OCR Cybersecurity Newsletter

Each quarter the Department of Health and Human Services’ Office for Civil Rights issues a cybersecurity newsletter. The newsletter highlights cybersecurity trends affecting the healthcare industry. As the March 2022 OCR Cybersecurity Newsletter notes, the number of hacking and IT incidents affecting electronic protected health information (ePHI) has shot up, and rather quickly at that. In fact, there has been a 45% increase in the number of hacking or IT incidents reported in 2019 compared to 2020. In addition, of all breaches involving 500 or more individuals reported to OCR in 2020, ⅔ were due to hacking or IT incidents. 

The OCR Cybersecurity Newsletter for March of 2022 discusses preventative steps covered entities and business associates can take to protect against some of the common cyberattacks driving these numbers. Here are some newsletter highlights.

OCR Cybersecurity Newsletter: Because It Still Works

As the newsletter notes, most cyberattacks can be substantially mitigated or prevented altogether. This is if covered entities and business associates implement Security Rule requirements to address the most common cyberattacks. 

OCR singles out three common cyberattacks that can be mitigated or prevented:

  • Phishing
  • Exploitation of known vulnerabilities
  • Taking advantage of weak authentication protocols

Using any of these methods, an attacker can encrypt a provider’s or business associate’s PHI or ePHI. From there, the attacker can hold the information for ransom, dangle the threat of public release to blackmail someone, or use the information to commit identity theft. Attacks on PHI also can disrupt the provision of healthcare, as covered entities and businesses find their operations and resource flows slowed or stopped because of a cyberattack.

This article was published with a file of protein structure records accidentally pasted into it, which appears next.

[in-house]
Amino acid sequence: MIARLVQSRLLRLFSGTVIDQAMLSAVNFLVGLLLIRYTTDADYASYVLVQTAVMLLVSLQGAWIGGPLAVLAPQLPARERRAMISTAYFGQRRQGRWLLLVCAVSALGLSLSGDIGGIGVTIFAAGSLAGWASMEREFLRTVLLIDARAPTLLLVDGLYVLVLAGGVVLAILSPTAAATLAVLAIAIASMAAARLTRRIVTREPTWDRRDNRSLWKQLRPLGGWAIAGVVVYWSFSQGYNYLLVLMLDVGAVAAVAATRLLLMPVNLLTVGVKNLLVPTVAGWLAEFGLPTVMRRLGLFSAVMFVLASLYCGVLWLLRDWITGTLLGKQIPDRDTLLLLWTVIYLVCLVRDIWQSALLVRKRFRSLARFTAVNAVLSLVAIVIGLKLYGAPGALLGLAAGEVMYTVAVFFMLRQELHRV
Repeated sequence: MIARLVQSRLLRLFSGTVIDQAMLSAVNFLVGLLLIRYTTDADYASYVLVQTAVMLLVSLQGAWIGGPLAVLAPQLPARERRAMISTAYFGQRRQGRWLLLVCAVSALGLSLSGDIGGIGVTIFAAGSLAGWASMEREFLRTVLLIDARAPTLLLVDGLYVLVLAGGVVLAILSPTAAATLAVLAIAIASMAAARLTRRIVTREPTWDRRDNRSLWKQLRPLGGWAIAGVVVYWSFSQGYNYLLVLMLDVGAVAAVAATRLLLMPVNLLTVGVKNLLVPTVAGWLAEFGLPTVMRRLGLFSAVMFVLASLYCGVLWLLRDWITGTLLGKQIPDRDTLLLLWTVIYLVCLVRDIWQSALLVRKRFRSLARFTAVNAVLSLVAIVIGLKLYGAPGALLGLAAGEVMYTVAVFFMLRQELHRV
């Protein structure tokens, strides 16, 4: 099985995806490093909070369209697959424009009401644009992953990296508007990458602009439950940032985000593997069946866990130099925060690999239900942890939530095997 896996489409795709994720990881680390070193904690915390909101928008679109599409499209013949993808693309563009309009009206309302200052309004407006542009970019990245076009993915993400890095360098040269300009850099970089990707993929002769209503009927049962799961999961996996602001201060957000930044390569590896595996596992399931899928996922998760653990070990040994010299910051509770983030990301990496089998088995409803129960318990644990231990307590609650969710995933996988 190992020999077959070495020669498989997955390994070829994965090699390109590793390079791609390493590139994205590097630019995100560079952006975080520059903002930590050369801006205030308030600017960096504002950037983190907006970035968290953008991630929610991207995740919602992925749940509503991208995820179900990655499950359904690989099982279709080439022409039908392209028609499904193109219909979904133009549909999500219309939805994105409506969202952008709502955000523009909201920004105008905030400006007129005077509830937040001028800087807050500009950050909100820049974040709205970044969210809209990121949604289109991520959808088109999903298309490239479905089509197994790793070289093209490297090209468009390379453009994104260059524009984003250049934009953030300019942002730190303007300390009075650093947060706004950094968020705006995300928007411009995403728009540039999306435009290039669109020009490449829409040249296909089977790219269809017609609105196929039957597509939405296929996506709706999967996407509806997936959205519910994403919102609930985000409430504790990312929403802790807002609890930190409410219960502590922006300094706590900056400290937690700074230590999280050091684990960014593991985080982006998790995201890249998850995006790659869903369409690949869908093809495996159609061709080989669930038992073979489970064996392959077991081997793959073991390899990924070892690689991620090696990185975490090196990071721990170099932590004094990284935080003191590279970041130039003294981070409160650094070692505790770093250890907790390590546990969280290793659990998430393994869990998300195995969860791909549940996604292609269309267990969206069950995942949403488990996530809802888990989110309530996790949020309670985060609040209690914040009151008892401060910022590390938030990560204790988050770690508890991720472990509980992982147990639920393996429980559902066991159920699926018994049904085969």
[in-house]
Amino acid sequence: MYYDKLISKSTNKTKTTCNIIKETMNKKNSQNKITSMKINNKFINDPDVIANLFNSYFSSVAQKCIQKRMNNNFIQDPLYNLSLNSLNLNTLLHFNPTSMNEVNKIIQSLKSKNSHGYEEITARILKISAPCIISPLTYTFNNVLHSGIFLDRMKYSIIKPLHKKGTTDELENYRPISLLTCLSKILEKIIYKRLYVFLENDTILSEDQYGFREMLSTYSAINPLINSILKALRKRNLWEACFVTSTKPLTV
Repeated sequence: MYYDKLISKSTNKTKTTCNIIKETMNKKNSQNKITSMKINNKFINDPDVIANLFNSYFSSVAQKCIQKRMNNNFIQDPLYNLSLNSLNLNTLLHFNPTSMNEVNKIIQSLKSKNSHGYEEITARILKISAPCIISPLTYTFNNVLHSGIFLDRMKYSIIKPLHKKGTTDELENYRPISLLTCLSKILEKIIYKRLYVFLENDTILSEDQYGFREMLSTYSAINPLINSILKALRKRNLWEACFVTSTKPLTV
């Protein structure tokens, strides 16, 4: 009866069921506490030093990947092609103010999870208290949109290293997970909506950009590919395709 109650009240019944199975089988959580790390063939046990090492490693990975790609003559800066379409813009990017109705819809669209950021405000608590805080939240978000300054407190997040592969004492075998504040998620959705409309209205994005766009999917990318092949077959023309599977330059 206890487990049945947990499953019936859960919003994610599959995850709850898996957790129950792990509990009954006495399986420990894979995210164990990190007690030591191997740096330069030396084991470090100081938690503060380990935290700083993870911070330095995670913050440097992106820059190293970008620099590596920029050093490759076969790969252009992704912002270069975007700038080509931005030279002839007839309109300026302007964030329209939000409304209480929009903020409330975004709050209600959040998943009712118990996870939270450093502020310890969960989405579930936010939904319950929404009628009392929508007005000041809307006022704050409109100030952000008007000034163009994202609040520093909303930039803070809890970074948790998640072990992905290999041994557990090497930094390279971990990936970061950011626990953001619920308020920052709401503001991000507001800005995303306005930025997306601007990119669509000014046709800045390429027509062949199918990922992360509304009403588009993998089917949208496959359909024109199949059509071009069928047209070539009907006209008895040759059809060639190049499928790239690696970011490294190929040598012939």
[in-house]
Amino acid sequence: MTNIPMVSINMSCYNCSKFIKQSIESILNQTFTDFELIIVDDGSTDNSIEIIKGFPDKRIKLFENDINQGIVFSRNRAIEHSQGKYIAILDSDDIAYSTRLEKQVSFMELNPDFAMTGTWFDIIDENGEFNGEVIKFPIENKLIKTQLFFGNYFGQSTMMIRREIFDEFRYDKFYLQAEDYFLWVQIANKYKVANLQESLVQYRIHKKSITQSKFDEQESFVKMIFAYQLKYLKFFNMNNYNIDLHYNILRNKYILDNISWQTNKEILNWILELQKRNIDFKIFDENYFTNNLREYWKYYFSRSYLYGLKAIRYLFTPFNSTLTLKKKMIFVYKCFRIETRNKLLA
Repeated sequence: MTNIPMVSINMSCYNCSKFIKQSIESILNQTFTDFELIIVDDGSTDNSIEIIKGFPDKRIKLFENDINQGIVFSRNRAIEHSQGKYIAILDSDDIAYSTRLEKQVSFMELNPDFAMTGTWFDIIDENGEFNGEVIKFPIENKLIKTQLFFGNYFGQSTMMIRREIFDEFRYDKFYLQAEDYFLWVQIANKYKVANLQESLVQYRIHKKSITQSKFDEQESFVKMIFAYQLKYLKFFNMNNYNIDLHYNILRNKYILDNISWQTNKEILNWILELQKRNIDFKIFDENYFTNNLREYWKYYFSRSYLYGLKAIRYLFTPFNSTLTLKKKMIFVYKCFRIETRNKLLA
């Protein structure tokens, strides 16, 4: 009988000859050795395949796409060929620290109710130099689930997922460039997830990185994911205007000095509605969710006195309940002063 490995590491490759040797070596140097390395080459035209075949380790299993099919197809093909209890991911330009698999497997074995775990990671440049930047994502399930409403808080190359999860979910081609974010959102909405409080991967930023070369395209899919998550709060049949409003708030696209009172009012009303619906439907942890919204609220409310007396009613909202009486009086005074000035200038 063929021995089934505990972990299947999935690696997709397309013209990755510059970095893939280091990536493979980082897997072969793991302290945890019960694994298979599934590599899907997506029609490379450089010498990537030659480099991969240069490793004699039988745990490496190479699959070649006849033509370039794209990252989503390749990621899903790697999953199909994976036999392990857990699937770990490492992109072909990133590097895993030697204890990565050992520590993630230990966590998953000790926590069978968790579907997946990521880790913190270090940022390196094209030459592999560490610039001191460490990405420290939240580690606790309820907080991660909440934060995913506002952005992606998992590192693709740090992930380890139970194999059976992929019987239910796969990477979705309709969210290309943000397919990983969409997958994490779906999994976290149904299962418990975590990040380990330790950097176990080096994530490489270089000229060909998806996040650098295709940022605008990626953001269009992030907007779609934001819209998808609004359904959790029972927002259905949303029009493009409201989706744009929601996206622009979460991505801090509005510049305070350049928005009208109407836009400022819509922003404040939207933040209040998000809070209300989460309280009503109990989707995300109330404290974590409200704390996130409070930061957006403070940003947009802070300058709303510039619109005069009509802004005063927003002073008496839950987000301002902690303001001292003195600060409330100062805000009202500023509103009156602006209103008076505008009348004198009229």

OCR Cybersecurity Newsletter: Phishing – Avoiding the Bottom Feeders

Phishing has been a favored cyberattacker tool since the early days of the Internet. The word “phishing” was created around 1996 by hackers who were stealing account and password information from Internet Service Provider (ISP) America Online users. While America Online, dial-up modems, and installation CDs have attained relic status, basic phishing techniques have remained the same. A cyberattacker sends an email to the intended victim; the message informs the victim that their email account has been compromised and that the user needs to respond immediately by clicking on a provided link. Clicking on the link sets the attack in motion.

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Over the years, variations on this basic technique have developed as new methods of cyber-communication have been introduced. 

These variations have colorful names that belie their dangerousness.

Spear Phishing

Spear phishing is a type of phishing targeted and personalized to a specific individual, group, or organization, such as a hospital or hospital chain. Casinos often refer to high-wealth, high-rollers who keep coming back to the table as “whales” (Remember the first rule of gambling: The House Always Wins). The cyber-world has its own phishing version of such creatures, called whale phishing. Whale phishing typically targets CEOs, CFOS, and other top company executives. The cyberattacker attempts to lure in this larger prey by making an outsized threat. A whaling email might, for example, state that a company is facing dire legal consequences, which can only be abated by clicking on the link in the email. The organization can be financially harpooned if the whale takes the bait.

Smishing

Smishing is a type of at